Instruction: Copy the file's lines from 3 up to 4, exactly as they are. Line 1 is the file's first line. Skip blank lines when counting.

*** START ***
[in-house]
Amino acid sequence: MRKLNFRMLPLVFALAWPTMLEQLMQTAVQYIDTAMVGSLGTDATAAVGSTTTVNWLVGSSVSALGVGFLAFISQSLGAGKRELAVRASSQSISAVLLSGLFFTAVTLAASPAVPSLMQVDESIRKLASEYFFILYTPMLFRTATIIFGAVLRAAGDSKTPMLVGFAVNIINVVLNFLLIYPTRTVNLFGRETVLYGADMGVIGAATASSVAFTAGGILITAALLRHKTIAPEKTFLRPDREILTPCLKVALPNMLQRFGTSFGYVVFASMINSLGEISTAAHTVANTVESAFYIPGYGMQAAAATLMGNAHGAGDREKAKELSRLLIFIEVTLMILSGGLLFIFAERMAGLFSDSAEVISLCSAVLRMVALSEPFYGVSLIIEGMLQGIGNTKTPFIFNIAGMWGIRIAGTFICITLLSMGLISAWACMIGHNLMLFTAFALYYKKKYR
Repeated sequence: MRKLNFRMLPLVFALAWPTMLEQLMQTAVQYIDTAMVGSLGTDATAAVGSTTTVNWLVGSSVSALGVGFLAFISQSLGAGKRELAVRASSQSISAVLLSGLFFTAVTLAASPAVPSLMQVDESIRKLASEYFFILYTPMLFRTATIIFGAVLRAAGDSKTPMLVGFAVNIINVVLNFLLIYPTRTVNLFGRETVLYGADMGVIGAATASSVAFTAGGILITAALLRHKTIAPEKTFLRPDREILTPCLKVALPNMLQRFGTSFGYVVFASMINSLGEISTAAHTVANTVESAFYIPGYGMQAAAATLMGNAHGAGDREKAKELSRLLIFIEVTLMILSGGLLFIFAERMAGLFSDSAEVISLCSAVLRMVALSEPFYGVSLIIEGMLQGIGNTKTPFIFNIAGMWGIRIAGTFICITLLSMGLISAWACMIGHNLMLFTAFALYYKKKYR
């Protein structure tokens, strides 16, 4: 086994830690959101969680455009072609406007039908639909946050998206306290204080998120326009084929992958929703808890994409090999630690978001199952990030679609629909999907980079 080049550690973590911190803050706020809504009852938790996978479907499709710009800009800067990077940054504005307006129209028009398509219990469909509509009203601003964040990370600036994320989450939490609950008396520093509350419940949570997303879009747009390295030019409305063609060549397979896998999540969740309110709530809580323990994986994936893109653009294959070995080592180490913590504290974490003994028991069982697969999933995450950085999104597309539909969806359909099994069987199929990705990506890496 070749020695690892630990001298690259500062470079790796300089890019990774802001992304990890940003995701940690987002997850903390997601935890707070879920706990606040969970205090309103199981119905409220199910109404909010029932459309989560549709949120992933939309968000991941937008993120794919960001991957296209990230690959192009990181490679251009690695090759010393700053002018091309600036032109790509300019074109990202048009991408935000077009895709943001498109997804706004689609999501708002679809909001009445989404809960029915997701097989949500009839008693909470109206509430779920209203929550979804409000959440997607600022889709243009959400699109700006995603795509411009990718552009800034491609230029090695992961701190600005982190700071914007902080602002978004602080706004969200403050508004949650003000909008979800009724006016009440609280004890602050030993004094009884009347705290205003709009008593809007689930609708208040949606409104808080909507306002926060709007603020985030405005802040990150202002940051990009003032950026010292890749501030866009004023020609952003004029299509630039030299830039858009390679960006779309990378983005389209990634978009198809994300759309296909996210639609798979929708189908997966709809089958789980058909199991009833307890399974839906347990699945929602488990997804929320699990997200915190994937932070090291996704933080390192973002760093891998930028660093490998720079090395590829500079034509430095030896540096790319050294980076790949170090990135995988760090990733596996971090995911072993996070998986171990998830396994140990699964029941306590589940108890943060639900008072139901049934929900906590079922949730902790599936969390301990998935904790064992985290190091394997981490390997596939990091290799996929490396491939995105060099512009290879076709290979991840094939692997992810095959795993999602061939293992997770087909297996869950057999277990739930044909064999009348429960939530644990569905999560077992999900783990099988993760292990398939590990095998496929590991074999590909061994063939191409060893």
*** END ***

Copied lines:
Repeated sequence: MRKLNFRMLPLVFALAWPTMLEQLMQTAVQYIDTAMVGSLGTDATAAVGSTTTVNWLVGSSVSALGVGFLAFISQSLGAGKRELAVRASSQSISAVLLSGLFFTAVTLAASPAVPSLMQVDESIRKLASEYFFILYTPMLFRTATIIFGAVLRAAGDSKTPMLVGFAVNIINVVLNFLLIYPTRTVNLFGRETVLYGADMGVIGAATASSVAFTAGGILITAALLRHKTIAPEKTFLRPDREILTPCLKVALPNMLQRFGTSFGYVVFASMINSLGEISTAAHTVANTVESAFYIPGYGMQAAAATLMGNAHGAGDREKAKELSRLLIFIEVTLMILSGGLLFIFAERMAGLFSDSAEVISLCSAVLRMVALSEPFYGVSLIIEGMLQGIGNTKTPFIFNIAGMWGIRIAGTFICITLLSMGLISAWACMIGHNLMLFTAFALYYKKKYR
């Protein structure tokens, strides 16, 4: 086994830690959101969680455009072609406007039908639909946050998206306290204080998120326009084929992958929703808890994409090999630690978001199952990030679609629909999907980079 080049550690973590911190803050706020809504009852938790996978479907499709710009800009800067990077940054504005307006129209028009398509219990469909509509009203601003964040990370600036994320989450939490609950008396520093509350419940949570997303879009747009390295030019409305063609060549397979896998999540969740309110709530809580323990994986994936893109653009294959070995080592180490913590504290974490003994028991069982697969999933995450950085999104597309539909969806359909099994069987199929990705990506890496 070749020695690892630990001298690259500062470079790796300089890019990774802001992304990890940003995701940690987002997850903390997601935890707070879920706990606040969970205090309103199981119905409220199910109404909010029932459309989560549709949120992933939309968000991941937008993120794919960001991957296209990230690959192009990181490679251009690695090759010393700053002018091309600036032109790509300019074109990202048009991408935000077009895709943001498109997804706004689609999501708002679809909001009445989404809960029915997701097989949500009839008693909470109206509430779920209203929550979804409000959440997607600022889709243009959400699109700006995603795509411009990718552009800034491609230029090695992961701190600005982190700071914007902080602002978004602080706004969200403050508004949650003000909008979800009724006016009440609280004890602050030993004094009884009347705290205003709009008593809007689930609708208040949606409104808080909507306002926060709007603020985030405005802040990150202002940051990009003032950026010292890749501030866009004023020609952003004029299509630039030299830039858009390679960006779309990378983005389209990634978009198809994300759309296909996210639609798979929708189908997966709809089958789980058909199991009833307890399974839906347990699945929602488990997804929320699990997200915190994937932070090291996704933080390192973002760093891998930028660093490998720079090395590829500079034509430095030896540096790319050294980076790949170090990135995988760090990733596996971090995911072993996070998986171990998830396994140990699964029941306590589940108890943060639900008072139901049934929900906590079922949730902790599936969390301990998935904790064992985290190091394997981490390997596939990091290799996929490396491939995105060099512009290879076709290979991840094939692997992810095959795993999602061939293992997770087909297996869950057999277990739930044909064999009348429960939530644990569905999560077992999900783990099988993760292990398939590990095998496929590991074999590909061994063939191409060893």